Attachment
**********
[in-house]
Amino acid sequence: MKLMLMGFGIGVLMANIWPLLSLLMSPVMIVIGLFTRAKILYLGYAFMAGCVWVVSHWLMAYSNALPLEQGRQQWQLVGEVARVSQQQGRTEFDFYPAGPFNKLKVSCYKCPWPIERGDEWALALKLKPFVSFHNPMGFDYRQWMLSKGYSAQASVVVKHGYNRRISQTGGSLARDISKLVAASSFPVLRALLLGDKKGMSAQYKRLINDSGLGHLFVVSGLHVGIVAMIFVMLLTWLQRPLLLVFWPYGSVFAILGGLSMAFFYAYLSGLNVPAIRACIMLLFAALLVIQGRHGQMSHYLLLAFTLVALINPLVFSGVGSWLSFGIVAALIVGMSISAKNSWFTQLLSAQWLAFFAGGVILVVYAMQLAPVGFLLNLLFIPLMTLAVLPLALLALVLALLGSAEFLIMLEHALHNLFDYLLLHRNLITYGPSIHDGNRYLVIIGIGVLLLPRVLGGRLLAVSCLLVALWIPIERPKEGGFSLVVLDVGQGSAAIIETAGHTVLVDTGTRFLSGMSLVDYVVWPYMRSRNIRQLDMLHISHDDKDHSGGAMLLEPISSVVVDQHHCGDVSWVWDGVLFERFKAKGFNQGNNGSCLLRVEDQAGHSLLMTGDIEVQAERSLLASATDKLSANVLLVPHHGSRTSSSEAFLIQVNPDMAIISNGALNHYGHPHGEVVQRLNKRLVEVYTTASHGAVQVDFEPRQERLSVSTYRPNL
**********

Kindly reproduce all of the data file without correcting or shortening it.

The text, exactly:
[in-house]
Amino acid sequence: MKLMLMGFGIGVLMANIWPLLSLLMSPVMIVIGLFTRAKILYLGYAFMAGCVWVVSHWLMAYSNALPLEQGRQQWQLVGEVARVSQQQGRTEFDFYPAGPFNKLKVSCYKCPWPIERGDEWALALKLKPFVSFHNPMGFDYRQWMLSKGYSAQASVVVKHGYNRRISQTGGSLARDISKLVAASSFPVLRALLLGDKKGMSAQYKRLINDSGLGHLFVVSGLHVGIVAMIFVMLLTWLQRPLLLVFWPYGSVFAILGGLSMAFFYAYLSGLNVPAIRACIMLLFAALLVIQGRHGQMSHYLLLAFTLVALINPLVFSGVGSWLSFGIVAALIVGMSISAKNSWFTQLLSAQWLAFFAGGVILVVYAMQLAPVGFLLNLLFIPLMTLAVLPLALLALVLALLGSAEFLIMLEHALHNLFDYLLLHRNLITYGPSIHDGNRYLVIIGIGVLLLPRVLGGRLLAVSCLLVALWIPIERPKEGGFSLVVLDVGQGSAAIIETAGHTVLVDTGTRFLSGMSLVDYVVWPYMRSRNIRQLDMLHISHDDKDHSGGAMLLEPISSVVVDQHHCGDVSWVWDGVLFERFKAKGFNQGNNGSCLLRVEDQAGHSLLMTGDIEVQAERSLLASATDKLSANVLLVPHHGSRTSSSEAFLIQVNPDMAIISNGALNHYGHPHGEVVQRLNKRLVEVYTTASHGAVQVDFEPRQERLSVSTYRPNL